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Mortality associated with cardiovascular drugs in patients with chronic obstructive pulmonary disease and right-sided heart failure - A danish nationwide registry-based study

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@article{e49b9b6f7c144cbba3e0464ad7755c58,
title = "Mortality associated with cardiovascular drugs in patients with chronic obstructive pulmonary disease and right-sided heart failure - A danish nationwide registry-based study",
abstract = "BACKGROUND: The optimal medical treatment in patients with chronic obstructive pulmonary disease (COPD) and right-sided heart failure (RHF) is unknown. We aimed to estimate the risks of all-cause mortality associated with the current clinical use of various cardiovascular drugs in this patient-group.METHODS: We followed all patients with registered COPD and RHF (defined as a diagnosis of pulmonary hypertension plus use of loop-diuretics) for the risk of all-cause mortality (Jan 1, 1995 to Dec 31, 2015) using the Danish nationwide administrative registries. The association between mortality and claimed prescriptions for cardiovascular drugs was assessed by multivariable Cox regression models.RESULTS: 5991 patients (mean age 74 ± standard deviation 10 years, 51{\%} women) were included. Of these, 1440 (24{\%}) used beta-blockers, 2149 (36{\%}) renin-angiotensin system inhibitors [RASi], 1340 (22{\%}) oral anticoagulants, 1376 (23{\%}) calcium channel blockers, 1194 (20{\%}) statins, 1824 (30{\%}) spironolactone, and 2099 (35{\%}) low-dose aspirin. During an average follow-up of 2.2 years (±standard deviation 2.8, min-max 0-19.6 years), 5071 (85{\%}) died, corresponding to a mortality rate of 38 per 100 person-years (95{\%} confidence interval 37-39). Compared to no use, beta-blockers were associated with adjusted hazards ratio 0.90 (95{\%} confidence interval 0.84-0.98), RASi 0.92 (0.86-0.98), calcium channel blockers 0.86 (0.80-0.92), spironolactone 1.17 (1.10-1.24), statins 0.85 (0.78-0.92), oral anticoagulants 0.87 (0.79-0.95), and aspirin 0.99 (0.93-1.05). Propensity-score matched analyses and inverse-probability-weighted models yielded similar results.CONCLUSION: Several cardiovascular drugs may be associated with lowered mortality in COPD and RHF. Given the grave prognosis, randomized clinical trials are warranted to test this hypothesis.",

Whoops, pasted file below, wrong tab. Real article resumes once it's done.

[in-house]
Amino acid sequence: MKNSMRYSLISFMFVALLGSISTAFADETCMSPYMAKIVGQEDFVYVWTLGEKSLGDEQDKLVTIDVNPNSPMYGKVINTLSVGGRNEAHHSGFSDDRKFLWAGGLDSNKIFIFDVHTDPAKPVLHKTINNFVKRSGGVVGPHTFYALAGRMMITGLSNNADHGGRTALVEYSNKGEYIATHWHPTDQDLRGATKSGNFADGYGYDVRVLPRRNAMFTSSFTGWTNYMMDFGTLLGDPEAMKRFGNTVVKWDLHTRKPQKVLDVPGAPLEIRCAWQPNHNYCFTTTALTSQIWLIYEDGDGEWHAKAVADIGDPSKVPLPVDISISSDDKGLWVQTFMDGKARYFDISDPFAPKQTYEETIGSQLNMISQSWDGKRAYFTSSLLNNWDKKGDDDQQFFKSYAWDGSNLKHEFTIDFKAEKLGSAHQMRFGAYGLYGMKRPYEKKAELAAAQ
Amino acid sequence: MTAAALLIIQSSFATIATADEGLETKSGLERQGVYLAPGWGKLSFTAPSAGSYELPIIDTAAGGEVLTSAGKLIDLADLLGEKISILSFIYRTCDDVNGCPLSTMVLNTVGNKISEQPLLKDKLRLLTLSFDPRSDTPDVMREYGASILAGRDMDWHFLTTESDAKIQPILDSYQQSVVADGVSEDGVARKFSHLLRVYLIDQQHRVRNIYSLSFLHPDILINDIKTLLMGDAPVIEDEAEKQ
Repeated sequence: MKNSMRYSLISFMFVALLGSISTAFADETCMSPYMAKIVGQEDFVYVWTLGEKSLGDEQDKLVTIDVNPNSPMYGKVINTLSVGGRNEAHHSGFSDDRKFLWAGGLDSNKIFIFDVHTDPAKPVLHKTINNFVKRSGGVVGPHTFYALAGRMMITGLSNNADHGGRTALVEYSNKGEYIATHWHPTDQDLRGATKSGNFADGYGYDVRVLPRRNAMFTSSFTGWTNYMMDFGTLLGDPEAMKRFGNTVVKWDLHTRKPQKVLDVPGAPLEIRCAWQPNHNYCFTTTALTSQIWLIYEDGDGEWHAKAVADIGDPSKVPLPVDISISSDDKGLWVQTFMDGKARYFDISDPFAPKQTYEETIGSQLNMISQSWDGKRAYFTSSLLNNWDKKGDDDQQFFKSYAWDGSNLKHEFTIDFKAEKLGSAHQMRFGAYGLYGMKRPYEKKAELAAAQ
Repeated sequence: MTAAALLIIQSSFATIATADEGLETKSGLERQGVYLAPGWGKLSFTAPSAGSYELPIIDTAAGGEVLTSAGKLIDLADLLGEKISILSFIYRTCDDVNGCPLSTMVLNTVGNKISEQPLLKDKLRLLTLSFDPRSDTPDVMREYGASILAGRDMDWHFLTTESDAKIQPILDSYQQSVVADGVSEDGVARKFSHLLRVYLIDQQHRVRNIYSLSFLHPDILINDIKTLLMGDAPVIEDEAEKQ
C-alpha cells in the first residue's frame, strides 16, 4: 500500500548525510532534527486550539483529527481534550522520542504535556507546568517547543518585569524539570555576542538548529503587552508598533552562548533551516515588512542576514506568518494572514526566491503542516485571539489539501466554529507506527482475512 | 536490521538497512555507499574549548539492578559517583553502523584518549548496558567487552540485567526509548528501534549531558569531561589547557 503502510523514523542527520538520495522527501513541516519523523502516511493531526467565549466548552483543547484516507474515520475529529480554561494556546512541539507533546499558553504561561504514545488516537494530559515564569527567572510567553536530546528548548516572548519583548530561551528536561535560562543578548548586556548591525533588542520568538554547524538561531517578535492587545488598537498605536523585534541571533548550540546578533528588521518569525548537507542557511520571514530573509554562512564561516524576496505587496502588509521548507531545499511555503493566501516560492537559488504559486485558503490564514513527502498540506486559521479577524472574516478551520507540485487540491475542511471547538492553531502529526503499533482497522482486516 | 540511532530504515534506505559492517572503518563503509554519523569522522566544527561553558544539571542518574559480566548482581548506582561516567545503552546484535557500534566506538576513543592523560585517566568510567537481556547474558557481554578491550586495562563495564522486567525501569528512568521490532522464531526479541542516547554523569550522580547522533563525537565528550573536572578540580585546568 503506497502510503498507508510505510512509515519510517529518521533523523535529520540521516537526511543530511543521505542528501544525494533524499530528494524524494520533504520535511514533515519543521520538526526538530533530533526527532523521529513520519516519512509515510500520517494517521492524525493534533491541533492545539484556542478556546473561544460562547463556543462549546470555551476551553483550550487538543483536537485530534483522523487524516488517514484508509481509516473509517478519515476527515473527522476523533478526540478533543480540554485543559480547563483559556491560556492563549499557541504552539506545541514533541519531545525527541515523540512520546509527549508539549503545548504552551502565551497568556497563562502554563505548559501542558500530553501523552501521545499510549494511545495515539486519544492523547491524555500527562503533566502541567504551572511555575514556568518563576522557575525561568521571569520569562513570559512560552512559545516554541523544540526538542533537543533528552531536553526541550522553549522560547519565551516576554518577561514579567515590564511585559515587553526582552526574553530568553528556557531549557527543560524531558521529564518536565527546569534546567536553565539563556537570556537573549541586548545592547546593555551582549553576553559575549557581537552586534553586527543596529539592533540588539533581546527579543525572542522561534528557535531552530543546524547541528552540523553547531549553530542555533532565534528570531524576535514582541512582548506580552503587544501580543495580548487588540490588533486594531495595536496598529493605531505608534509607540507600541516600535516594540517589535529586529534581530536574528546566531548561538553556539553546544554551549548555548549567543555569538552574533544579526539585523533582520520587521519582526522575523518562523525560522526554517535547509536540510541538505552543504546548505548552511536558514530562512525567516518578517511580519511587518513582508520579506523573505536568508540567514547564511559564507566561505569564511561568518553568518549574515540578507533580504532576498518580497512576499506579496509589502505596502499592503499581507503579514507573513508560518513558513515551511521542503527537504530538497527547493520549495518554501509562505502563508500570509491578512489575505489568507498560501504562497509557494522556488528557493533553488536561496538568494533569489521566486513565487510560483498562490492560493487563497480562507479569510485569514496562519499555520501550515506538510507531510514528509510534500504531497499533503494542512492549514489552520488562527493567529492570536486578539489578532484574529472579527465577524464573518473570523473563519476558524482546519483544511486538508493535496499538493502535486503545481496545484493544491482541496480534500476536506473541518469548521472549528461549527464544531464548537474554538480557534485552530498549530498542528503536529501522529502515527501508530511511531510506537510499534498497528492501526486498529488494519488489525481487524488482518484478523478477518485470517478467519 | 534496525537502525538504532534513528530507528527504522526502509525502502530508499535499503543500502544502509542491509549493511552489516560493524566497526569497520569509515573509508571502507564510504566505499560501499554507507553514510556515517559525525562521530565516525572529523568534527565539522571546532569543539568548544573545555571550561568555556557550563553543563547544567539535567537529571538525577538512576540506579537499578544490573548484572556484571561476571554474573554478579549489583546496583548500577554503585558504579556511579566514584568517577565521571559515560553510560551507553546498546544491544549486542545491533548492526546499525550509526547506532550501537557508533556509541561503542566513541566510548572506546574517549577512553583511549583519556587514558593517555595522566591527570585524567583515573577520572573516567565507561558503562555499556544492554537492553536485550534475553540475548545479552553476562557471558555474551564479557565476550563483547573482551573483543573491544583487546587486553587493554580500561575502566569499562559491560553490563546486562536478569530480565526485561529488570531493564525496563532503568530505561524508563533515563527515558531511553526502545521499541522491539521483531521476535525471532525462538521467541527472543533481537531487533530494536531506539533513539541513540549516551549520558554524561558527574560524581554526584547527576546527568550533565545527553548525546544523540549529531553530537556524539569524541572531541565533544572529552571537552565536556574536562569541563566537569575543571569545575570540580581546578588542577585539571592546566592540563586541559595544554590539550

keywords = "Anticoagulants, Chronic obstructive pulmonary disease, Mortality, Pharmacoepidemiology, Right heart failure",
author = "Charlotte Andersson and Hansen, {Peter W{\ae}de} and Steffensen, {Ida E} and Charlotte Andreasen and Weeke, {Peter E} and Lars K{\o}ber and Gislason, {Gunnar H} and Christian Torp-Pedersen",
note = "Copyright {\circledC} 2019 European Federation of Internal Medicine. Published by Elsevier B.V. All rights reserved.",
year = "2019",
month = "5",
day = "1",
doi = "10.1016/j.ejim.2019.02.014",
language = "English",
volume = "63",
pages = "56--61",
journal = "European Journal of Internal Medicine",
issn = "0953-6205",
publisher = "Elsevier BV",

}

RIS

TY - JOUR

T1 - Mortality associated with cardiovascular drugs in patients with chronic obstructive pulmonary disease and right-sided heart failure - A danish nationwide registry-based study

AU - Andersson, Charlotte

AU - Hansen, Peter Wæde

AU - Steffensen, Ida E

AU - Andreasen, Charlotte

AU - Weeke, Peter E

AU - Køber, Lars

AU - Gislason, Gunnar H

AU - Torp-Pedersen, Christian

N1 - Copyright © 2019 European Federation of Internal Medicine. Published by Elsevier B.V. All rights reserved.

PY - 2019/5/1

Y1 - 2019/5/1